The number of American Indians with diabetes continues to rise despite aggressive prevention programs, but still there is cause for optimism, health officials said Tuesday.
Studies show without doubt that lifestyle changes -- diet, exercise and weight loss -- significantly reduce diabetes risk in all populations, speakers said at a national conference on preventing diabetes in Indians.
Experts project that a quarter of all non-Hispanic whites and 50 percent of all people of color born in 2000 will develop diabetes in their lifetimes, said Dr. Richard Hamman of the University of Colorado's Department of Preventive Medicine.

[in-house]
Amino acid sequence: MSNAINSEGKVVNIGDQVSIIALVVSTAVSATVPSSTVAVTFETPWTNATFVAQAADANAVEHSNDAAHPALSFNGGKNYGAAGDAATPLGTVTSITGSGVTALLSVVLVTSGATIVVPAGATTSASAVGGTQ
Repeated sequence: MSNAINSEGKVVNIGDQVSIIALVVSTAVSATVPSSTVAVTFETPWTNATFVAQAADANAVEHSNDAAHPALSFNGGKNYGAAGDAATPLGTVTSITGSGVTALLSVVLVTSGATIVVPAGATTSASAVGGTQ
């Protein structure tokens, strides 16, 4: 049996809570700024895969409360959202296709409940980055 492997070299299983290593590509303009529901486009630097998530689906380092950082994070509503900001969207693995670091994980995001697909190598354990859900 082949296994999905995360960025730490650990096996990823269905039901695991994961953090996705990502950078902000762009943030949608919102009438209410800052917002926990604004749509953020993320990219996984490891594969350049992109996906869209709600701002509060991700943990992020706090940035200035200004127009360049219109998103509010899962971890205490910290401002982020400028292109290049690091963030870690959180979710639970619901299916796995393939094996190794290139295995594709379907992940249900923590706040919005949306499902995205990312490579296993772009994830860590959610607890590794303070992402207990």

American Indians lead all racial and ethnic groups in incidence of diabetes and are more than twice as likely as non-Hispanic whites to get the disease.
"Clearly, Houston, we have a problem," Hamman told more than 500 people who came from across the country to network and share best practices.
The conference is sponsored by the Indian Health Service and the Oklahoma Native American EXPORT Center.
Hamman reviewed medical studies of the effectiveness of various diabetes prevention programs. There is preliminary evidence that certain medications may work and conclusive evidence that weight loss, a low-fat diet and exercise do, he said.
Meeting all three goals reduces the incidence of diabetes by almost 90 percent, and the effect occurs in every racial, ethnic and age group, Hamman said.
One study suggested for every kilogram (2.2 pounds) of weight loss, there is a 16 percent reduction in diabetes risk, Hamman said.
"So someone doesn't have to go out and become this tiny little person. Just a little weight loss significantly reduced the incidence," he said.